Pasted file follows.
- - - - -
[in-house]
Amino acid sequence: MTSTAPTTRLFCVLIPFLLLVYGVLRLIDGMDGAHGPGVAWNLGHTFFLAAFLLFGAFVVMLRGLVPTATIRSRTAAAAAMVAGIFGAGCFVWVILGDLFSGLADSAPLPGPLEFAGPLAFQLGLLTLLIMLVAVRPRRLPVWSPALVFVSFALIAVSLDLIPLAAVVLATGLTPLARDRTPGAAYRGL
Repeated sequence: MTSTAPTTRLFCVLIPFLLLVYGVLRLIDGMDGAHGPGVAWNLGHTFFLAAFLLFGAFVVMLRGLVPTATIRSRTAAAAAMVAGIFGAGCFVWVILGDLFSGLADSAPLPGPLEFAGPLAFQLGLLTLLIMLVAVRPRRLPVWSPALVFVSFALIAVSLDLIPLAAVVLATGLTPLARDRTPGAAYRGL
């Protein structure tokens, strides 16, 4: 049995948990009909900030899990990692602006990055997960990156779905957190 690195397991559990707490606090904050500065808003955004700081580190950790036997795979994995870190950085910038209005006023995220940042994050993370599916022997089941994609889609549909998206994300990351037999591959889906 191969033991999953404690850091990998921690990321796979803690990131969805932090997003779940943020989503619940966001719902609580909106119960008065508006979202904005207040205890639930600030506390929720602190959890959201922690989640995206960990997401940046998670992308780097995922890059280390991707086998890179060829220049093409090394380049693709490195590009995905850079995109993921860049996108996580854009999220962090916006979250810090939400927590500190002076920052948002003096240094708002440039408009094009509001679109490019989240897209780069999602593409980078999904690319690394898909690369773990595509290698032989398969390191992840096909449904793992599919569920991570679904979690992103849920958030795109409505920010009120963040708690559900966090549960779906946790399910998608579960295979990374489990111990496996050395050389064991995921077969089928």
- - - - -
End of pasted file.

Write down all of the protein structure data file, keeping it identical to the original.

[in-house]
Amino acid sequence: MTSTAPTTRLFCVLIPFLLLVYGVLRLIDGMDGAHGPGVAWNLGHTFFLAAFLLFGAFVVMLRGLVPTATIRSRTAAAAAMVAGIFGAGCFVWVILGDLFSGLADSAPLPGPLEFAGPLAFQLGLLTLLIMLVAVRPRRLPVWSPALVFVSFALIAVSLDLIPLAAVVLATGLTPLARDRTPGAAYRGL
Repeated sequence: MTSTAPTTRLFCVLIPFLLLVYGVLRLIDGMDGAHGPGVAWNLGHTFFLAAFLLFGAFVVMLRGLVPTATIRSRTAAAAAMVAGIFGAGCFVWVILGDLFSGLADSAPLPGPLEFAGPLAFQLGLLTLLIMLVAVRPRRLPVWSPALVFVSFALIAVSLDLIPLAAVVLATGLTPLARDRTPGAAYRGL
């Protein structure tokens, strides 16, 4: 049995948990009909900030899990990692602006990055997960990156779905957190 690195397991559990707490606090904050500065808003955004700081580190950790036997795979994995870190950085910038209005006023995220940042994050993370599916022997089941994609889609549909998206994300990351037999591959889906 191969033991999953404690850091990998921690990321796979803690990131969805932090997003779940943020989503619940966001719902609580909106119960008065508006979202904005207040205890639930600030506390929720602190959890959201922690989640995206960990997401940046998670992308780097995922890059280390991707086998890179060829220049093409090394380049693709490195590009995905850079995109993921860049996108996580854009999220962090916006979250810090939400927590500190002076920052948002003096240094708002440039408009094009509001679109490019989240897209780069999602593409980078999904690319690394898909690369773990595509290698032989398969390191992840096909449904793992599919569920991570679904979690992103849920958030795109409505920010009120963040708690559900966090549960779906946790399910998608579960295979990374489990111990496996050395050389064991995921077969089928």